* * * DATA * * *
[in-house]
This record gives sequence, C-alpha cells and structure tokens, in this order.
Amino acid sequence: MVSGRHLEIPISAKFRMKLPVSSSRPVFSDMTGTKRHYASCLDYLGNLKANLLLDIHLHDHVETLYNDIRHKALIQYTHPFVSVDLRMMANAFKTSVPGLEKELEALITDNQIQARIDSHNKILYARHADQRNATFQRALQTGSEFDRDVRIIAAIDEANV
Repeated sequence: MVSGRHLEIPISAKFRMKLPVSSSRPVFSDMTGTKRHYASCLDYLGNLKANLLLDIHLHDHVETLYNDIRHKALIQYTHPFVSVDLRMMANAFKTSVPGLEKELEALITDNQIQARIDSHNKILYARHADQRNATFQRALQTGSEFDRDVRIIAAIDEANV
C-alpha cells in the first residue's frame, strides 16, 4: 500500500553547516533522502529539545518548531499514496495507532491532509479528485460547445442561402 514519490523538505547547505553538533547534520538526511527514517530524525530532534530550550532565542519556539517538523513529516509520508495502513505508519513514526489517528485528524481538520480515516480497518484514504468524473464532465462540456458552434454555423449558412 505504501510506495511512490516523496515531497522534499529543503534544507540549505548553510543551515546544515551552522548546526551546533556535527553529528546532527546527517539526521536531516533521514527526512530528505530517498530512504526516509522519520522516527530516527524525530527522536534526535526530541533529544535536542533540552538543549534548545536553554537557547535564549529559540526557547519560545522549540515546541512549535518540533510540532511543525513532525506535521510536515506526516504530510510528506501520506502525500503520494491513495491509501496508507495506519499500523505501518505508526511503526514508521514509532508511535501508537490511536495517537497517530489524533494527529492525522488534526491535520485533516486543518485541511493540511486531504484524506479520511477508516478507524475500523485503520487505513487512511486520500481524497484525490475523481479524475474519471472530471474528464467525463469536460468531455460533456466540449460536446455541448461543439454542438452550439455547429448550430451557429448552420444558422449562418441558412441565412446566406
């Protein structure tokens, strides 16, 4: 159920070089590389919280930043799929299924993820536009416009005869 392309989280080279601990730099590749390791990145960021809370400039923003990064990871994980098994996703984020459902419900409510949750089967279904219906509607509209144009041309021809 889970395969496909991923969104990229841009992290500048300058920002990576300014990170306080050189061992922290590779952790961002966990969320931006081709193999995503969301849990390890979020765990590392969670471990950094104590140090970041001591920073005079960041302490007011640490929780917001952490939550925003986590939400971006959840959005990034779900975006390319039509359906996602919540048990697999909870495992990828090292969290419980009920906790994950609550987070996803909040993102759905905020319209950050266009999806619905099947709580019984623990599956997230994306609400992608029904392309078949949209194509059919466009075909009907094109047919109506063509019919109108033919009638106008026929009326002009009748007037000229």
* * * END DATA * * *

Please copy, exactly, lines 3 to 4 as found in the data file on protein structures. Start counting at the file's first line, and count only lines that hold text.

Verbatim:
Amino acid sequence: MVSGRHLEIPISAKFRMKLPVSSSRPVFSDMTGTKRHYASCLDYLGNLKANLLLDIHLHDHVETLYNDIRHKALIQYTHPFVSVDLRMMANAFKTSVPGLEKELEALITDNQIQARIDSHNKILYARHADQRNATFQRALQTGSEFDRDVRIIAAIDEANV
Repeated sequence: MVSGRHLEIPISAKFRMKLPVSSSRPVFSDMTGTKRHYASCLDYLGNLKANLLLDIHLHDHVETLYNDIRHKALIQYTHPFVSVDLRMMANAFKTSVPGLEKELEALITDNQIQARIDSHNKILYARHADQRNATFQRALQTGSEFDRDVRIIAAIDEANV